A phobia is an overwhelming and unreasonable fear of an object or situation that poses little real danger. Unlike the brief anxiety most people feel when they give a speech or take a test, a phobia is long-lasting, causes intense physical and psychological reactions, and can affect your ability to function normally at work or in social settings
There are many types of phobias. Social phobia is the fear of social situations that may involve scrutiny or judgment by others. Specific phobia includes many different fears. Some examples are fear of certain animals, bridges, claustrophobia (tight spaces), heights, bridges, tunnels, hydrophobia (fear of water) agoraphobia (fear of open spaces and going outside), and many more. Many People suffer from these fears on a daily basis. So how do we conquer our fears?
The most evidenced based practice is by cognitive behavioral therapy. Utilizing behavior modification and cognitive techniques you can change your thoughts and behaviors, thus, making you less fearful of whatever your fear may be.
For many phobias, it is often helpful to utilize desensitization and exposure therapy. This helps you change your response to the situation or stimuli that you fear by gradually exposing you to that fear. Gradual and repeated exposure can help reduce the anxiety associated with your fear. This method should only be done with support from a healthcare professional. (Don’t try this at home kids!). Taking small steps in the right direction can help promote a less fearful outlook towards the stimuli.
For most phobias, Cognitive behavioral therapy is a more comprehensive approach of therapy. It incorporates the behavioral aspect of exposure and includes learning ways to cope with the feared object and anxiety. With your therapist you can learn alternate ways to view your fear and explore automatic thoughts and beliefs that may have been associated with your phobia. These automatic thoughts may have been contributing to increased fear of the stimuli. By exploring these beliefs you can create awareness and open yourself up to new thoughts. Then you can develop a sense of mastery and control over your thoughts and feelings.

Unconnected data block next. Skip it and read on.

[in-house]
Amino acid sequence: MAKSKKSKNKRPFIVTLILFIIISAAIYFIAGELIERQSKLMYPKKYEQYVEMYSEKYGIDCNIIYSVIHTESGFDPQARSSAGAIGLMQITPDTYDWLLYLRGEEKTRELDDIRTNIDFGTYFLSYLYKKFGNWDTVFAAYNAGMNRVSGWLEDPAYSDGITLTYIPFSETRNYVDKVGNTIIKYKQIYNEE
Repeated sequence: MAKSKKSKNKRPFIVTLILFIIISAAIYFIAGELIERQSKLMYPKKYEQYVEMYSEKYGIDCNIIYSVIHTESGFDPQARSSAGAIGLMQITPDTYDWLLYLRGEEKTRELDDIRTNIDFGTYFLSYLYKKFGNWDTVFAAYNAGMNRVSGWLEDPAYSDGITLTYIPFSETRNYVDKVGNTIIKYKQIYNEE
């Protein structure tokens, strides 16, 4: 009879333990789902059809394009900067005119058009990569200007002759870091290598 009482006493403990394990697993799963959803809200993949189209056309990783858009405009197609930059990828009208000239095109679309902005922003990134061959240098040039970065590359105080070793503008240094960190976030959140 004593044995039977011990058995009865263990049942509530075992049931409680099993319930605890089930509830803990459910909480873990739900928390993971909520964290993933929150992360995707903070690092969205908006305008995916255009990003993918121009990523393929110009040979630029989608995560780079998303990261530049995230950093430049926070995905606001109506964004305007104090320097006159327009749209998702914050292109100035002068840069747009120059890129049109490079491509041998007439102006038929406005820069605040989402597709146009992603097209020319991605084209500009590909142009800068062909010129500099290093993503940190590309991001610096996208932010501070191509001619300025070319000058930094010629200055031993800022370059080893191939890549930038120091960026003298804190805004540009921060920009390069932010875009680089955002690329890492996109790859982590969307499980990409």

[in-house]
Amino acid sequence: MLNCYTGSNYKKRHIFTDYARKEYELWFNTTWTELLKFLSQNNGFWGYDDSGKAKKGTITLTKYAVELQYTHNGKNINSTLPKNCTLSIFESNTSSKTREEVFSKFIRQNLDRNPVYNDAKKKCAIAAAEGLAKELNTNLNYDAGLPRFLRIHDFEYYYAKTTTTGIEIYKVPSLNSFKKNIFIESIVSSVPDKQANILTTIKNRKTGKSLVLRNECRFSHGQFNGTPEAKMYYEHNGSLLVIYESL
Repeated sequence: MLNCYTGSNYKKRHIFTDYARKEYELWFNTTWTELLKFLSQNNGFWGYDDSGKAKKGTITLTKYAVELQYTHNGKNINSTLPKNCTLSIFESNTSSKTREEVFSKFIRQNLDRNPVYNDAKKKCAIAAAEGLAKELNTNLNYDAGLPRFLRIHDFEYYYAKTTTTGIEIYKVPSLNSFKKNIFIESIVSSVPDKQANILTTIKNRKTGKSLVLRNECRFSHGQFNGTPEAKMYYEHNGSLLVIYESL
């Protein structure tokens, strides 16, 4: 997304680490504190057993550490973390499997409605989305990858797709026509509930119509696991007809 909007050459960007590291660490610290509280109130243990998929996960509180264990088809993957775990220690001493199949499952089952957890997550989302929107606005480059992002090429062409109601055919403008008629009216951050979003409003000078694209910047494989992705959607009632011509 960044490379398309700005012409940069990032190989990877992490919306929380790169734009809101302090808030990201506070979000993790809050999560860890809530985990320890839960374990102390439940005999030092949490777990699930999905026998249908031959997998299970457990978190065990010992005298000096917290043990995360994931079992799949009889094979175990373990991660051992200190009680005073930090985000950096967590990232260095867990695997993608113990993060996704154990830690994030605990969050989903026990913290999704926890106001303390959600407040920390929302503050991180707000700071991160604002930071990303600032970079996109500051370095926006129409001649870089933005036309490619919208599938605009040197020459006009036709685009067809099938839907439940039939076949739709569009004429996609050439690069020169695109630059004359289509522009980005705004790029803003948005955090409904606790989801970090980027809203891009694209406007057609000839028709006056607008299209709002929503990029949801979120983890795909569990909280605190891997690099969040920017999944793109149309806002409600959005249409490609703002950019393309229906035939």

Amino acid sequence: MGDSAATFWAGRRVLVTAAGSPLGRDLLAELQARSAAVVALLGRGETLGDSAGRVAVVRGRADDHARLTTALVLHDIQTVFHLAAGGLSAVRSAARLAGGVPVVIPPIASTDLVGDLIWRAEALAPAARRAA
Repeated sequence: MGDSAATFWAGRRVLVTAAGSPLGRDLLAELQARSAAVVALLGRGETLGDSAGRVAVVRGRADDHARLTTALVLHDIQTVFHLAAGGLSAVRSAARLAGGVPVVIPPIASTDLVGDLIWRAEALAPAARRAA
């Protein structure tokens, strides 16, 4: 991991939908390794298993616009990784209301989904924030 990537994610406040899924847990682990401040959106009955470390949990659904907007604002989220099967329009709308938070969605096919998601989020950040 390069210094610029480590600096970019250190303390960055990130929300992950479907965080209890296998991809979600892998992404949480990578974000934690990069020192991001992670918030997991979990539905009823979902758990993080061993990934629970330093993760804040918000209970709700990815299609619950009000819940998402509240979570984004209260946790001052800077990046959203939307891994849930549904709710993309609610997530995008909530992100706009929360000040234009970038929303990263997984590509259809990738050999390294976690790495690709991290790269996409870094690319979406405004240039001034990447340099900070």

Combining desensitization and cognitive techniques is a great way to treat phobias. Another cognitive technique used is the hierarchy. A hierarchy is a list that you create that quantifies your fears from less fearful to most fearful. This is a great way to start treatment of phobias because it puts into perspective how fearful a situation or stimuli might be. You start addressing the least fearful first and work your way to the top. This also makes the treatment more palatable because you are treating each situation on its own.
Relaxation techniques such as visualization, imagery, and deep breathing are also used in conjunction with behavioral approaches to treatment. These techniques are utilized throughout the desensitization process to help calm and control the person with the phobia. They are helpful throughout the therapeutic process.
Utilizing Cognitive Behavioral techniques combined with support from family and friends can help treat most phobias. Letting your family and support system be aware of your phobia so they can support and encourage is helpful to keeping the therapeutic process working outside of the therapeutic environment. Conquering a fear is one of the toughest things to accomplish, but also the most empowering.
KC Putterman LMHC,HC